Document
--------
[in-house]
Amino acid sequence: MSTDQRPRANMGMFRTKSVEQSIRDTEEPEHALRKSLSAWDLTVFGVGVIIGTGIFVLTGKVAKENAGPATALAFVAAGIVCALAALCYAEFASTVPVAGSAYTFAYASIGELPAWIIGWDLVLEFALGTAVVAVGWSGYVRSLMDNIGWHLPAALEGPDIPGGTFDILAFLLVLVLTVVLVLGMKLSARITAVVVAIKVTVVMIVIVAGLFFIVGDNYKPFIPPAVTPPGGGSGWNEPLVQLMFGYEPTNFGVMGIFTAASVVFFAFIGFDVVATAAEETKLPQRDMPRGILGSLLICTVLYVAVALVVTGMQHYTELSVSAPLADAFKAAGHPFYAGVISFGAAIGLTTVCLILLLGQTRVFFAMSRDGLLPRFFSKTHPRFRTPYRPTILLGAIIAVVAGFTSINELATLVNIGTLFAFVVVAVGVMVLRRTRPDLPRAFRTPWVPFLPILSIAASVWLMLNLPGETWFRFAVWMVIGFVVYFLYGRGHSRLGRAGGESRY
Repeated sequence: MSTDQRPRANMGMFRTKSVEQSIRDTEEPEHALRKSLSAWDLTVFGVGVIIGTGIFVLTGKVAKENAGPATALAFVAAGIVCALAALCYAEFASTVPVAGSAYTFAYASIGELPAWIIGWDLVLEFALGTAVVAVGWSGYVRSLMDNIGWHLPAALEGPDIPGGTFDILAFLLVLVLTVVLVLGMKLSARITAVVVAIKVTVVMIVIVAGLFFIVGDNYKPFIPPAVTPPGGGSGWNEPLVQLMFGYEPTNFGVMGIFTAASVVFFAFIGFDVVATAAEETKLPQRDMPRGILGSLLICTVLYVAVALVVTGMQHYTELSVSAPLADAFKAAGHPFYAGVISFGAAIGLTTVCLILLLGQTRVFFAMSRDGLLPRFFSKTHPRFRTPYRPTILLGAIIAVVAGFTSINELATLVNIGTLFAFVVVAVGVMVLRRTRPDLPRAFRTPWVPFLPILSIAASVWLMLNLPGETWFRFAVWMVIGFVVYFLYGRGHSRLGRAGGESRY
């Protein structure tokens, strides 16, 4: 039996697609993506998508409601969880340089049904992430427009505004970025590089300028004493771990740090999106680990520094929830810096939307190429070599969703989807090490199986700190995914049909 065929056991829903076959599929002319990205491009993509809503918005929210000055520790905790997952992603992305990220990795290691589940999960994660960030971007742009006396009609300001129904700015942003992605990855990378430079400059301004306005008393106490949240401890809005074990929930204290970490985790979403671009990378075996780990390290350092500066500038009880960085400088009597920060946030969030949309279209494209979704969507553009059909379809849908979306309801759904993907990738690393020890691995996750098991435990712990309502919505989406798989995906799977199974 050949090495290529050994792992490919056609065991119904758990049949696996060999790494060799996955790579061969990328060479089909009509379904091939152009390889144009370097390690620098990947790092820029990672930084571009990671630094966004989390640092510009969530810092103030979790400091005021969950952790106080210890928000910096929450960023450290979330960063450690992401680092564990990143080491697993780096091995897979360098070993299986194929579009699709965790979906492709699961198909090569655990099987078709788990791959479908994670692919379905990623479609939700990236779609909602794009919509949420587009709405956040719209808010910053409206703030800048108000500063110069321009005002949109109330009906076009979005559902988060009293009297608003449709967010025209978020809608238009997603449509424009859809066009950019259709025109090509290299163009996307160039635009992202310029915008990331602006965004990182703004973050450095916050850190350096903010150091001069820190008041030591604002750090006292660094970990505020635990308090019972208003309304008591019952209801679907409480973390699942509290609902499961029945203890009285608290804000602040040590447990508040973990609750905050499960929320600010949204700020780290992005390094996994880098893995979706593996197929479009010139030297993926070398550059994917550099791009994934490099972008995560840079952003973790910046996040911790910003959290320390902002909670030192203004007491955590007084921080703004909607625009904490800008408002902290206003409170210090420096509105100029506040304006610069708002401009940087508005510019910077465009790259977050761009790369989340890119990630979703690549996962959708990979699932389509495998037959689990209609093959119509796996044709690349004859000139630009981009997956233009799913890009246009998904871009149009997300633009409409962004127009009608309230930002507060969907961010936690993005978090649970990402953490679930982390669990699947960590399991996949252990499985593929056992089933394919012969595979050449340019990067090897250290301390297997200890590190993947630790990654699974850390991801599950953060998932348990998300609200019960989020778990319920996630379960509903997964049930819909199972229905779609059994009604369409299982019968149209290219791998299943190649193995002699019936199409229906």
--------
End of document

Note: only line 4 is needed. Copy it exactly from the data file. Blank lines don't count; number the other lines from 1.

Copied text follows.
């Protein structure tokens, strides 16, 4: 039996697609993506998508409601969880340089049904992430427009505004970025590089300028004493771990740090999106680990520094929830810096939307190429070599969703989807090490199986700190995914049909 065929056991829903076959599929002319990205491009993509809503918005929210000055520790905790997952992603992305990220990795290691589940999960994660960030971007742009006396009609300001129904700015942003992605990855990378430079400059301004306005008393106490949240401890809005074990929930204290970490985790979403671009990378075996780990390290350092500066500038009880960085400088009597920060946030969030949309279209494209979704969507553009059909379809849908979306309801759904993907990738690393020890691995996750098991435990712990309502919505989406798989995906799977199974 050949090495290529050994792992490919056609065991119904758990049949696996060999790494060799996955790579061969990328060479089909009509379904091939152009390889144009370097390690620098990947790092820029990672930084571009990671630094966004989390640092510009969530810092103030979790400091005021969950952790106080210890928000910096929450960023450290979330960063450690992401680092564990990143080491697993780096091995897979360098070993299986194929579009699709965790979906492709699961198909090569655990099987078709788990791959479908994670692919379905990623479609939700990236779609909602794009919509949420587009709405956040719209808010910053409206703030800048108000500063110069321009005002949109109330009906076009979005559902988060009293009297608003449709967010025209978020809608238009997603449509424009859809066009950019259709025109090509290299163009996307160039635009992202310029915008990331602006965004990182703004973050450095916050850190350096903010150091001069820190008041030591604002750090006292660094970990505020635990308090019972208003309304008591019952209801679907409480973390699942509290609902499961029945203890009285608290804000602040040590447990508040973990609750905050499960929320600010949204700020780290992005390094996994880098893995979706593996197929479009010139030297993926070398550059994917550099791009994934490099972008995560840079952003973790910046996040911790910003959290320390902002909670030192203004007491955590007084921080703004909607625009904490800008408002902290206003409170210090420096509105100029506040304006610069708002401009940087508005510019910077465009790259977050761009790369989340890119990630979703690549996962959708990979699932389509495998037959689990209609093959119509796996044709690349004859000139630009981009997956233009799913890009246009998904871009149009997300633009409409962004127009009608309230930002507060969907961010936690993005978090649970990402953490679930982390669990699947960590399991996949252990499985593929056992089933394919012969595979050449340019990067090897250290301390297997200890590190993947630790990654699974850390991801599950953060998932348990998300609200019960989020778990319920996630379960509903997964049930819909199972229905779609059994009604369409299982019968149209290219791998299943190649193995002699019936199409229906």